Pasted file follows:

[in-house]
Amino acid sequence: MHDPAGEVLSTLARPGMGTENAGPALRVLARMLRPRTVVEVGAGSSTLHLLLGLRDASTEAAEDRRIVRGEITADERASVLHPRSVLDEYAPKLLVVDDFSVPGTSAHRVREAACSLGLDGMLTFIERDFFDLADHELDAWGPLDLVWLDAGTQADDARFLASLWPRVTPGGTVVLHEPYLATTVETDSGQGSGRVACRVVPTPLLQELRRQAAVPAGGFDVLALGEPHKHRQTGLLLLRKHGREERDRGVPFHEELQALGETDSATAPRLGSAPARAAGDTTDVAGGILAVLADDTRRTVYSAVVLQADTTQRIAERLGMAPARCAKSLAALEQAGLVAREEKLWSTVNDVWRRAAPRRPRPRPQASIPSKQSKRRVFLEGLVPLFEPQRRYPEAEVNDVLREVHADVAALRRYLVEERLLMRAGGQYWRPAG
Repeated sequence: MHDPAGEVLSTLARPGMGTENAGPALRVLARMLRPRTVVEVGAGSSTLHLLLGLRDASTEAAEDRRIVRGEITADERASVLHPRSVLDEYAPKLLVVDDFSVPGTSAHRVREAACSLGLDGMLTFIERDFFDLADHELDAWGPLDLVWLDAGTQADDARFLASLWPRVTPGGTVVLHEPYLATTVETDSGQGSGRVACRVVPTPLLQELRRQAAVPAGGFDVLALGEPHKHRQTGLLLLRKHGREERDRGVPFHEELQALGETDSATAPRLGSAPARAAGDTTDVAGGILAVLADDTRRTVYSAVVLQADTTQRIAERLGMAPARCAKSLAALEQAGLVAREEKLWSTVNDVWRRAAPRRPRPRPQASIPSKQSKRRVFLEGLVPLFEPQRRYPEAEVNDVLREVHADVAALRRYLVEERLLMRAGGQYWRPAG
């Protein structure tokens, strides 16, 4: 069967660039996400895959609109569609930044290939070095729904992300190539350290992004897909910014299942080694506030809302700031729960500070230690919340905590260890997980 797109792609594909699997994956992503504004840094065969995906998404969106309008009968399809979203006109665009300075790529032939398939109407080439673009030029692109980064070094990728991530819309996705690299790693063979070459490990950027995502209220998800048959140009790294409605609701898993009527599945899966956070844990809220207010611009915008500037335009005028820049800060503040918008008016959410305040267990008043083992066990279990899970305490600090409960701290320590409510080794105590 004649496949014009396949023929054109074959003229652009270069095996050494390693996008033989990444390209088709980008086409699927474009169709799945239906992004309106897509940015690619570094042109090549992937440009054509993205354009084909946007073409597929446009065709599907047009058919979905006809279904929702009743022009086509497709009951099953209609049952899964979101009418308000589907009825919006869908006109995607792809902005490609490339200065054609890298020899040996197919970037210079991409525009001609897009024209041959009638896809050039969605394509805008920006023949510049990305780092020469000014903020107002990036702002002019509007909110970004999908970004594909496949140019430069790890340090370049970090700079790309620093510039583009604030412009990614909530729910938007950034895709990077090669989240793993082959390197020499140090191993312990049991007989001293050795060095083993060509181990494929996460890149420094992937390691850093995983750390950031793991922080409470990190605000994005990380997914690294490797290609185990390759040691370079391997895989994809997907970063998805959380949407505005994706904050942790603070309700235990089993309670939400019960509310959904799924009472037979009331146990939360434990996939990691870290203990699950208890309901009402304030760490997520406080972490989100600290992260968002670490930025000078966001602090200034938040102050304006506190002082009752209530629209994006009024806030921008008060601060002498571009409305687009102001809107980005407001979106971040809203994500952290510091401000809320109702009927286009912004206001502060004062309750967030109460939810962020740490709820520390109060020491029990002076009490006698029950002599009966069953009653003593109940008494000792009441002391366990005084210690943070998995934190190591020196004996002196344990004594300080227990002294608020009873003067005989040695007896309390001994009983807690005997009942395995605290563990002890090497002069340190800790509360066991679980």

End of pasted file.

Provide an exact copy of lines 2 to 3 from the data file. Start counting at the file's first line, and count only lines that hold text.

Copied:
Amino acid sequence: MHDPAGEVLSTLARPGMGTENAGPALRVLARMLRPRTVVEVGAGSSTLHLLLGLRDASTEAAEDRRIVRGEITADERASVLHPRSVLDEYAPKLLVVDDFSVPGTSAHRVREAACSLGLDGMLTFIERDFFDLADHELDAWGPLDLVWLDAGTQADDARFLASLWPRVTPGGTVVLHEPYLATTVETDSGQGSGRVACRVVPTPLLQELRRQAAVPAGGFDVLALGEPHKHRQTGLLLLRKHGREERDRGVPFHEELQALGETDSATAPRLGSAPARAAGDTTDVAGGILAVLADDTRRTVYSAVVLQADTTQRIAERLGMAPARCAKSLAALEQAGLVAREEKLWSTVNDVWRRAAPRRPRPRPQASIPSKQSKRRVFLEGLVPLFEPQRRYPEAEVNDVLREVHADVAALRRYLVEERLLMRAGGQYWRPAG
Repeated sequence: MHDPAGEVLSTLARPGMGTENAGPALRVLARMLRPRTVVEVGAGSSTLHLLLGLRDASTEAAEDRRIVRGEITADERASVLHPRSVLDEYAPKLLVVDDFSVPGTSAHRVREAACSLGLDGMLTFIERDFFDLADHELDAWGPLDLVWLDAGTQADDARFLASLWPRVTPGGTVVLHEPYLATTVETDSGQGSGRVACRVVPTPLLQELRRQAAVPAGGFDVLALGEPHKHRQTGLLLLRKHGREERDRGVPFHEELQALGETDSATAPRLGSAPARAAGDTTDVAGGILAVLADDTRRTVYSAVVLQADTTQRIAERLGMAPARCAKSLAALEQAGLVAREEKLWSTVNDVWRRAAPRRPRPRPQASIPSKQSKRRVFLEGLVPLFEPQRRYPEAEVNDVLREVHADVAALRRYLVEERLLMRAGGQYWRPAG